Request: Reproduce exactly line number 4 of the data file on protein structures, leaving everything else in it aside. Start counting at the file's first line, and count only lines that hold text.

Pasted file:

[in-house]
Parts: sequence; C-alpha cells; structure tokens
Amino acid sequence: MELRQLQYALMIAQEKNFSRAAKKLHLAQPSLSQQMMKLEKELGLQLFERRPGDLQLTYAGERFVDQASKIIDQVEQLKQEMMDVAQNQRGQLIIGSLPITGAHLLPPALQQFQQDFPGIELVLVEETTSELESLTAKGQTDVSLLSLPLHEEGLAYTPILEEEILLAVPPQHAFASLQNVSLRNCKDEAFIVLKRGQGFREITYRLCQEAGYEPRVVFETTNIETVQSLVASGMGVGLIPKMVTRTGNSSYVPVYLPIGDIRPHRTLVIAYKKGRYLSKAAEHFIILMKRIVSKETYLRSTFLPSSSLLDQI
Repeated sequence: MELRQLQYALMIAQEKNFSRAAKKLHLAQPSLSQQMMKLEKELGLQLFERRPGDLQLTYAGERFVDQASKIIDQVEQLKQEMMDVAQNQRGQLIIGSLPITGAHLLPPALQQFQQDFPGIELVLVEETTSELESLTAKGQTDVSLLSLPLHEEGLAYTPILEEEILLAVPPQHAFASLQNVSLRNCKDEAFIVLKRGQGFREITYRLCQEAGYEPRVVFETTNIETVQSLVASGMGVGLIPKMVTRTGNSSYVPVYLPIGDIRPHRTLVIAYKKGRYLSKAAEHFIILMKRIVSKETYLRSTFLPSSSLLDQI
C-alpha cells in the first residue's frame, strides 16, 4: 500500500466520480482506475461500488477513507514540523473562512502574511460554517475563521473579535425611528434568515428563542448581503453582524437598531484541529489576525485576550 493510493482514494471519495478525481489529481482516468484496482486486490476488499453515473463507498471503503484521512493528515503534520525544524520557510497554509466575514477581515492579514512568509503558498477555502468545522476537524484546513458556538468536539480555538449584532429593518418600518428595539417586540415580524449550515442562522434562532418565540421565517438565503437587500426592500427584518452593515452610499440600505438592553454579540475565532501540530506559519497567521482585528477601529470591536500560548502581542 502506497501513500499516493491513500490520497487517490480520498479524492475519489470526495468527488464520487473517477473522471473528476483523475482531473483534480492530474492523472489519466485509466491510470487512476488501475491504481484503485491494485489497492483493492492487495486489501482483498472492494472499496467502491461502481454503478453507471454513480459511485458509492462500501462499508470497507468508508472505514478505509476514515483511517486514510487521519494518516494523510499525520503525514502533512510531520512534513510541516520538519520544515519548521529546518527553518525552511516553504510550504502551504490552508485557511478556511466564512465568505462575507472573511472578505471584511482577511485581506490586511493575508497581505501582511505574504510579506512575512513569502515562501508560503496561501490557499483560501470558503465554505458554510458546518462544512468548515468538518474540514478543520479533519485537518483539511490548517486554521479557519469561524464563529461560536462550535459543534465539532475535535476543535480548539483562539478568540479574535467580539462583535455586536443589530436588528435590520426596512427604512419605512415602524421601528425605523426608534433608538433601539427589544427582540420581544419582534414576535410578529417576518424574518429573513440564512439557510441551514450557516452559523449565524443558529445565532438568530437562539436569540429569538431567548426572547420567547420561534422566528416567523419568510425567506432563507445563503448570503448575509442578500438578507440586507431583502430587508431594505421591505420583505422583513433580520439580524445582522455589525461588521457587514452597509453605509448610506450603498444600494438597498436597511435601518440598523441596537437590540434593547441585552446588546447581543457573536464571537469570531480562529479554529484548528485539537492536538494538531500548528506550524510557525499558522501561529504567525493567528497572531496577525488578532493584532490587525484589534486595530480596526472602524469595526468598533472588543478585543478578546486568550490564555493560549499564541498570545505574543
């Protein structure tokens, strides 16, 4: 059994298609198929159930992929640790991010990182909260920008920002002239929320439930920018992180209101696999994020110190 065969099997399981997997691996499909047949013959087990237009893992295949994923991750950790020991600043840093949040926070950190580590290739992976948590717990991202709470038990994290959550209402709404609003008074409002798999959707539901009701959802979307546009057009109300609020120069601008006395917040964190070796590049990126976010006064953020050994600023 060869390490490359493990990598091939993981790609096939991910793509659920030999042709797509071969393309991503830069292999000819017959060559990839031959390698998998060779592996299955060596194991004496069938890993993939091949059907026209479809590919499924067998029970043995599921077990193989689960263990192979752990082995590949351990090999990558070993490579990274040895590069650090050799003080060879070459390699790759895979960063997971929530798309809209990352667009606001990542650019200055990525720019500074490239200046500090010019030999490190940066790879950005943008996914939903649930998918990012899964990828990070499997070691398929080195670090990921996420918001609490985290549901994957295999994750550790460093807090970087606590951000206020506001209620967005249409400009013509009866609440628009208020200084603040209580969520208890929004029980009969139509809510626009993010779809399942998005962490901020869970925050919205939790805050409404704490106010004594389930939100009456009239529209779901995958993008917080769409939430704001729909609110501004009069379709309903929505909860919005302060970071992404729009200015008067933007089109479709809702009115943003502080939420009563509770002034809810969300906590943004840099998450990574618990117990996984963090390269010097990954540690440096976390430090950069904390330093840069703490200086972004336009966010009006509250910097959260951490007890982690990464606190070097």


Repeated sequence: MELRQLQYALMIAQEKNFSRAAKKLHLAQPSLSQQMMKLEKELGLQLFERRPGDLQLTYAGERFVDQASKIIDQVEQLKQEMMDVAQNQRGQLIIGSLPITGAHLLPPALQQFQQDFPGIELVLVEETTSELESLTAKGQTDVSLLSLPLHEEGLAYTPILEEEILLAVPPQHAFASLQNVSLRNCKDEAFIVLKRGQGFREITYRLCQEAGYEPRVVFETTNIETVQSLVASGMGVGLIPKMVTRTGNSSYVPVYLPIGDIRPHRTLVIAYKKGRYLSKAAEHFIILMKRIVSKETYLRSTFLPSSSLLDQI